With remote work here to stay, employers are weighing what works and what doesn’t when it comes to building an engaging culture that supports employees at all levels.
While the majority of employees have embraced remote work, just 15% feel engaged with their work, according to Gallup. Disengaged employees are less productive and more likely to search for work elsewhere, which costs employers over $1 billion a year in rehiring costs, according to software provider Zenefits.
In order to retain employees, employers have been tasked with finding ways to support them through benefits, workplace communications and managerial support, says Anne Fulton, CEO of Fuel50, an employee engagement platform.
“The pandemic has lasted longer than anyone anticipated, so HR has a lot to consider when it comes to supporting employees,” Fulton says.
“It’s going to be about figuring out how we enable people to be at their best and to be productive and take care of their health as we did in the office.”
In a recent interview, Fulton shared how employers can approach another year of remote work and pandemic challenges, and the top benefits needed to keep employees at the top of their game during COVID-19 and beyond.
What have employers done right when it comes to the transition to remote work over the past year?
Organizations have shown incredible agility and they’ve done a phenomenal job of being responsive to their employees. They’ve had to make sure that they’re communicating with their team and adjust their cadence for remote work. There’s been some real innovation in the way the organizations are responding to their people. Employers are creating fun and engaging activities and they need to keep up that energy and focus, because this new reality is going to be with us for longer than anyone anticipated.
What benefits should employers implement to help their employees navigate another year of the pandemic?
Well-being is going to be a big frontier in 2021 and employers will need to create tailored, custom solutions, based on the individual needs and wants of every employee. We have to move away one-size-fits-all. With technology, that definitely doesn’t exist anymore because everything can be personalized.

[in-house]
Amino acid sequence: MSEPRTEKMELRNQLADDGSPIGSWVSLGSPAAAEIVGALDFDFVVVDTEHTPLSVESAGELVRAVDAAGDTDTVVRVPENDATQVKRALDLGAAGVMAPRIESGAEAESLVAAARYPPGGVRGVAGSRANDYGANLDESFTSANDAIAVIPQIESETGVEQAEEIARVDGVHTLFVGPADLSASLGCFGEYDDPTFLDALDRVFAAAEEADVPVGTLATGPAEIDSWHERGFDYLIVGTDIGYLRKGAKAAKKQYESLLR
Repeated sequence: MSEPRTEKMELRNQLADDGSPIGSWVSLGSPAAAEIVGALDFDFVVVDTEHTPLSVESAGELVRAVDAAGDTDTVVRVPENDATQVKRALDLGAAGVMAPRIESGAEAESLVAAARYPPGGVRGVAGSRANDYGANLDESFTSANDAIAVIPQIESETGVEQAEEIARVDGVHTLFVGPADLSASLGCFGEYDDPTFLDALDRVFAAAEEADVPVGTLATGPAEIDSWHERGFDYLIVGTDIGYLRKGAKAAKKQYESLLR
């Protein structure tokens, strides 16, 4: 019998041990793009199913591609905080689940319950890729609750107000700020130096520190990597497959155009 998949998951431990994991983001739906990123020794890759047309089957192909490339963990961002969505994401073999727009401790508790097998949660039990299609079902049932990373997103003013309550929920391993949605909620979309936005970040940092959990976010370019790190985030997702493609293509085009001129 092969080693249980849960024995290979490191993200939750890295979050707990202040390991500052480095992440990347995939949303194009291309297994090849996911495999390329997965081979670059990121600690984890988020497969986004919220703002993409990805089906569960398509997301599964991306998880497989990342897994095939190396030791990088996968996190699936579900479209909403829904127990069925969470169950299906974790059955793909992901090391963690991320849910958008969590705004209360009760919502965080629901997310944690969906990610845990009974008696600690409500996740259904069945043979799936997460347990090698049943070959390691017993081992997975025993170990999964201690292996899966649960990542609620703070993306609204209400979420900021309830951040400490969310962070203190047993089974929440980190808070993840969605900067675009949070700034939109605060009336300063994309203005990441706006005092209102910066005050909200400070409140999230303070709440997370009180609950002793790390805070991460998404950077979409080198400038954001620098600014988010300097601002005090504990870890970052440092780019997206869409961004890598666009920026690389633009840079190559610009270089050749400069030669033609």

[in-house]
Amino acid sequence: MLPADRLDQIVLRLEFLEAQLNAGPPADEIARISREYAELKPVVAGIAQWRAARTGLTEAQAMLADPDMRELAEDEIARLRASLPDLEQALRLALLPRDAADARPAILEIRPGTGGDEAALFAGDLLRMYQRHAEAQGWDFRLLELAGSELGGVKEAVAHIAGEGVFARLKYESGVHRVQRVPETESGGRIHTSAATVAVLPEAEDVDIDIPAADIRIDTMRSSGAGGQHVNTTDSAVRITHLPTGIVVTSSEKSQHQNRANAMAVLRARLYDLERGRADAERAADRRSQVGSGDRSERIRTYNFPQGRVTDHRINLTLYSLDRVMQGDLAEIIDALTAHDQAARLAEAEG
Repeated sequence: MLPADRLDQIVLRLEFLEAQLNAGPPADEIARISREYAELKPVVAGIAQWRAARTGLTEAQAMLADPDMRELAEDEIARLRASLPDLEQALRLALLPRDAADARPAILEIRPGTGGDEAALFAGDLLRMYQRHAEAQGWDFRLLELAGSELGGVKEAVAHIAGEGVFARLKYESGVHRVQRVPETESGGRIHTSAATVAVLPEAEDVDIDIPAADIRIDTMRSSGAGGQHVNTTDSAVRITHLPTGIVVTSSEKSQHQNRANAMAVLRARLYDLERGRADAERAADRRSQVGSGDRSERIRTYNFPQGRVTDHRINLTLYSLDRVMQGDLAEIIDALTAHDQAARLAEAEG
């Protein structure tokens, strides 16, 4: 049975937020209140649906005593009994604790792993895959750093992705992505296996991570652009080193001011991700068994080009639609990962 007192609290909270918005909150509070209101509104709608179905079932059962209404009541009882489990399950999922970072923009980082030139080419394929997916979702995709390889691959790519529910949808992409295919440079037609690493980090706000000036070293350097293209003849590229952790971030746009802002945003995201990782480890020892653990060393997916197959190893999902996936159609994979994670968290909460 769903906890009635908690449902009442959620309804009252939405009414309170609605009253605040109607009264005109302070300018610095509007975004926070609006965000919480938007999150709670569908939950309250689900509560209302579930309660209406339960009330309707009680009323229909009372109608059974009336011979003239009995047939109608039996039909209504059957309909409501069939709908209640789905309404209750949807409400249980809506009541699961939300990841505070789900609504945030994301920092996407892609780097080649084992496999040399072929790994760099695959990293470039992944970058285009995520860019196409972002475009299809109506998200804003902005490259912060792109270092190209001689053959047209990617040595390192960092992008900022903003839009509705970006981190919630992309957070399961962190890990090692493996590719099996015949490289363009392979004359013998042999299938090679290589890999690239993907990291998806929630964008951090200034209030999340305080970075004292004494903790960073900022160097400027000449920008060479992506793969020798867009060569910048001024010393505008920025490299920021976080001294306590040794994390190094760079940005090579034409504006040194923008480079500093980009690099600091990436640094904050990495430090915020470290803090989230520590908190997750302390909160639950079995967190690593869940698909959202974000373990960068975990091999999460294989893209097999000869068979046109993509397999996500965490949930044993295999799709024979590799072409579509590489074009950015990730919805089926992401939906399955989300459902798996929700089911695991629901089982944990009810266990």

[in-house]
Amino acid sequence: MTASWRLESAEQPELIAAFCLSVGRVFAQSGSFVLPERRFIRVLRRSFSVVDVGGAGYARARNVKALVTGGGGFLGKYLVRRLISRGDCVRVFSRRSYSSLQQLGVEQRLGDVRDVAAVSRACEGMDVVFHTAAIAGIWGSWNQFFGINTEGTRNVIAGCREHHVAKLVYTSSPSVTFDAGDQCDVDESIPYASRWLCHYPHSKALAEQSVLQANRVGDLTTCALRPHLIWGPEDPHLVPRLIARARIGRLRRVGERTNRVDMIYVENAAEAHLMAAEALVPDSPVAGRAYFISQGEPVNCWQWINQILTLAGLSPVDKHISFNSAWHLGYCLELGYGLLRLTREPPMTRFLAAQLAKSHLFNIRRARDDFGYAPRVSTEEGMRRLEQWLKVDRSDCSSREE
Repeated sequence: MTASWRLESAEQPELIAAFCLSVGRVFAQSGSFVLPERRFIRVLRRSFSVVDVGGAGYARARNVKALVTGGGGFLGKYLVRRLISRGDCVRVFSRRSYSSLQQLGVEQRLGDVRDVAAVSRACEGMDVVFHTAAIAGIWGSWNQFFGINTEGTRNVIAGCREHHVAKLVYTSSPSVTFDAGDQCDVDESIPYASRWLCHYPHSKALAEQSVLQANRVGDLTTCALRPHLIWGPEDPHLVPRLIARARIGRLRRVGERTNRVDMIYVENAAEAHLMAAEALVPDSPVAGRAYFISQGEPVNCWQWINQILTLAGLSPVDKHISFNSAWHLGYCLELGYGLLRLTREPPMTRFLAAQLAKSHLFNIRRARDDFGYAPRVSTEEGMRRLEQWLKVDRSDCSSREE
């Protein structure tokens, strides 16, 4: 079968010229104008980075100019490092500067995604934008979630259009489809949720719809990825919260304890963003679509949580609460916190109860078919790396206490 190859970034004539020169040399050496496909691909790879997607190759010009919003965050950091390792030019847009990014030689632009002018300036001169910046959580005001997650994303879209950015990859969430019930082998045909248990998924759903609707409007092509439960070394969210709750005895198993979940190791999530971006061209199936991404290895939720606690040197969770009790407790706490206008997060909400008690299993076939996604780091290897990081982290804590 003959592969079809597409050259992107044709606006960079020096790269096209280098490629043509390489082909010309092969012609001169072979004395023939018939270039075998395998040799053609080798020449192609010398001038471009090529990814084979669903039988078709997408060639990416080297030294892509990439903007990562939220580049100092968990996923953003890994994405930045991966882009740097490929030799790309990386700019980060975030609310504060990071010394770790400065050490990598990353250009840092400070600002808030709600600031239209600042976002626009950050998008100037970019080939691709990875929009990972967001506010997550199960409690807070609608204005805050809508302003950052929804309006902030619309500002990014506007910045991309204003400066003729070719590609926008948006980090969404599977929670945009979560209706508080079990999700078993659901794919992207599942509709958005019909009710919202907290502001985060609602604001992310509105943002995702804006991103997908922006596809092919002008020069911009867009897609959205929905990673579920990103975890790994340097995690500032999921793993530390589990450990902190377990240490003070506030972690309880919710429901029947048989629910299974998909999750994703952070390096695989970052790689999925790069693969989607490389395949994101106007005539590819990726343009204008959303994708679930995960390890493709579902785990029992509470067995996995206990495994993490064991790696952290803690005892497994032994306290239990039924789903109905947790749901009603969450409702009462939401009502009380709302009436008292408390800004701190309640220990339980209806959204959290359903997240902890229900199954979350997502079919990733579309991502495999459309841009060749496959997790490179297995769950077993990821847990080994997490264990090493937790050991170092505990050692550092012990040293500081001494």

Organizations should be creating benefits packages that are more focused on psychological well-being. One of the biggest challenges we’ve seen is addressing the mental well-being of the entire family. Providing psychological support and employee assistance programs where families can tap into support even for their children will be prevalent.
Also, make sure that you’re still providing career visibility to people so that they can still connect to learning and not feel like their career is on hold just because of COVID. Virtual coaching solutions and one-on-one-support is going to be needed for that. Workshops and learning around stress management and burnout and personal time management and productivity coaches are starting to become a reality for organizations.
Do you anticipate employers figuring out their “new normal” in 2021?
The pandemic is lasting longer than anyone anticipated. Remote work is going to continue to be a trend that accelerates, so organizations and HR have a lot to consider and have to look at new practices that are going to support their people through emotional burnout and other personal challenges.
We do have a new normal that we’re going to have to adapt to, but anticipating what that’s going to look like is still a little bit of an unknown. There’s going to be more hybrid models of working, where people work two to three days in the office and more people opt to work remotely. Workplaces are going to look different. 2021 is still going to be a transitional year.
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